The themes raised in the cult 1980s British TV satire - Yes, Minister - remain just as relevant today for their ability to make light of uncomfortable truths.
One classic episode involved Minister ‘Jim Hacker’ taking a tour of a newly built hospital. During the tour, the administrators proudly boast how the hospital is the most efficient in Britain – largely because it didn’t have any patients yet. An incredulous Prime Minister asks the point of the hospital if not to heal the sick.
The same message could be applied today when it comes to free trade agreements. There is no point having 500-page dossiers with preferential arrangements for member businesses unless they actually get used.
This is the challenge facing countries within the CPTPP, including Singapore, now that the pact starts in earnest today.
The challenge should not take the gloss off member countries’ successfully concluding the CPTPP. Whilst its 13-year negotiations have been of Tolstoy-like proportions, it is now one of the few global bright spots amongst trade tensions and skittish outlooks for many of the world’s major economies.
Indeed, research by the Peterson Institute has CPTPP boosting trade for members by 6% and adding 1% to real incomes as of 20301.
The trade pact, which covers 14% of global GDP2, will have early harvest business benefits for ratified countries: New Zealand, Australia, Canada, Japan, Mexico and Singapore. Vietnam has now also completed ratification and so will follow within weeks, with Chile, Peru, Brunei, and Malaysia set to ratify in the coming months.
First, 90% of the planned tariff cuts will be immediately removed, and non-tariff enablers such as pre-arrival customs clearance and self-certification of origin will reduce administration and compliance costs for businesses. CPTPP will also provide for full cumulation meaning businesses in CPTPP markets can use inputs sourced from other member countries to qualify for preferential tariffs within the region.
This will be very welcome news for Singapore as CPTPP countries accounted for $214 billion - a fifth - of Singapore’s total goods trade last year, according to Singapore’s Ministry of Trade & Industry3.
But perhaps the most significant kickers will be the liberalisation of services sectors and the staving off of cross-border data restrictions: two significant commercial pain points for SMEs, who make up around half of Singapore’s economy4.
From a services perspective, firms in one CPTPP country will receive the same treatment as firms in another. This includes lifting restrictions on hiring local or foreign professionals, or having the freedom to have either physical or virtual operations in a target country.
CPTTP will also place restrictions on member countries forming their own data localisation laws. Free flow of non-personal data is a pre-requisite for any digital economy and data localisation laws or storing data within national borders prohibits data being freely transferred out of the country. More than most, SMEs are negatively impacted by data localisation laws, so CPTPP establishing shared rules on data is a powerful tool in the kitbag.
Together, these provisions have the potential to foster a meaningful and flourishing SME ecosystem within Singapore.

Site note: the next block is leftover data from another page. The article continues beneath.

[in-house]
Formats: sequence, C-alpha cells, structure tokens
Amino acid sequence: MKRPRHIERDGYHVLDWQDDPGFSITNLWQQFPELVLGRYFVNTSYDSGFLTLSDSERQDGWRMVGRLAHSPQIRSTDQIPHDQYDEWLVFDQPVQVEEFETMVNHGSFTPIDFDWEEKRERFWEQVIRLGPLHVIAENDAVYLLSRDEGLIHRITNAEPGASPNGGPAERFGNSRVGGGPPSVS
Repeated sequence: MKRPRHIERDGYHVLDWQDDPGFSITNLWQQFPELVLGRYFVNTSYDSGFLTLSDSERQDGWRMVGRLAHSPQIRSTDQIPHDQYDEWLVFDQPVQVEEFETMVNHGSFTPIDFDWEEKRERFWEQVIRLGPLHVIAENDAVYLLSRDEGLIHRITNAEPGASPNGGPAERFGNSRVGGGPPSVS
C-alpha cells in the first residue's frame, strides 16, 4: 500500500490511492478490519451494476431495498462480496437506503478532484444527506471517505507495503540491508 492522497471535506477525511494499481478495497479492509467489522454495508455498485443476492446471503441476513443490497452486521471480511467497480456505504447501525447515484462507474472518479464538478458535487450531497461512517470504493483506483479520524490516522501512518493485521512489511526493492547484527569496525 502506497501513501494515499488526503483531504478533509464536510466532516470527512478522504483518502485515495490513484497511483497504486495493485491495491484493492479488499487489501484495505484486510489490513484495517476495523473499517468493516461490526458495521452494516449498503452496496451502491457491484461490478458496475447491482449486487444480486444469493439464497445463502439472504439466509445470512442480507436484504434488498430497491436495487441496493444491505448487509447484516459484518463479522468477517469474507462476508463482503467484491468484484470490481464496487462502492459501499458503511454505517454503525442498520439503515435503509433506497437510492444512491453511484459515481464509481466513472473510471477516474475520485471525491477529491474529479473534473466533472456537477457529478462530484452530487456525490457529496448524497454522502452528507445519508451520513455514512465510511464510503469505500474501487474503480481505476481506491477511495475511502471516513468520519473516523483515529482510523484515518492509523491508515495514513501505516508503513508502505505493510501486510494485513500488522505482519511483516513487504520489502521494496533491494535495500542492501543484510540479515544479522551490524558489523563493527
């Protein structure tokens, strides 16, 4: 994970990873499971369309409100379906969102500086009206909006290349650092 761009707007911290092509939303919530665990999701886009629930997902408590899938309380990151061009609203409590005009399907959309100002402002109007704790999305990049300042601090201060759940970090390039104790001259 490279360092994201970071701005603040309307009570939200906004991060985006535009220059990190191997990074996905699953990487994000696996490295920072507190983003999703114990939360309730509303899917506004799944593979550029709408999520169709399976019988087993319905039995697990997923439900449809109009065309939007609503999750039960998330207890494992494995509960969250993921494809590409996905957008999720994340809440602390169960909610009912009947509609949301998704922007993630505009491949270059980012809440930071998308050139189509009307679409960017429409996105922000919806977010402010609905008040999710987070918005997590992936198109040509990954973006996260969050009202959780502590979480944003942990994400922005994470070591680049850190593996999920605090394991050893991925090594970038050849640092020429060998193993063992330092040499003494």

This is all very positive but, right now, the CPTPP is like the brand new (albeit patient-less) hospital in Yes, Minister. The fundamental question is whether the CPTPP will convert to business adoption - because otherwise it will remain just words on a page.
The willingness to use free trade agreements is definitely there. HSBC’s 2018 Trade Navigator research found that 60% of ASEAN businesses collectively viewed relevant FTAs as having a positive impact on their business5. But that attitude does not necessarily translate into usage. Research by the Economic Research Institute for ASEAN and East Asia in 2015 found that roughly 12% of ASEAN-based manufacturing firms were using FTAs6.
There are a few historical reasons for the inertia around trade pact adoption but essentially it boils down to SMEs simply not having the necessary resources to analyse the agreements’ benefits or seeing the bottom-line impact from tariff reductions being commensurate to the effort to comply.
The CPTPP is a modern trade agreement which offers tangible benefits, and efforts by government and private agencies in Singapore to educate businesses on the details are welcome, including developing education portals and seminars.
There are practical steps that business can take to begin better optimising the CPTPP:
The CPTPP has the potential to provide a meaningful counterbalance to rising global trade tensions and cyclical downturns in trade-relevant sectors in Asia, like electronics. It also has the door open to other countries joining like Indonesia, Thailand and Korea. Since signing CPTPP earlier this year, most members have moved quickly to advance domestic procedures for a smooth implementation. But for the CPTPP to be truly successful it needs to be a liveable document and not one that’s left in a desk draw. The onus is on governments, business groups and businesses themselves to ensure this happens.
A contribution piece by Alan Turner, Head of Commercial Banking, HSBC Singapore, first published in The Business Times on 27 December 2018.
1 Petri, P., Plummer, M., Urata, S., and F. Zhai (2017), Going it alone in the Asia-Pacific: Regional trade agreements without the United States, PIIE.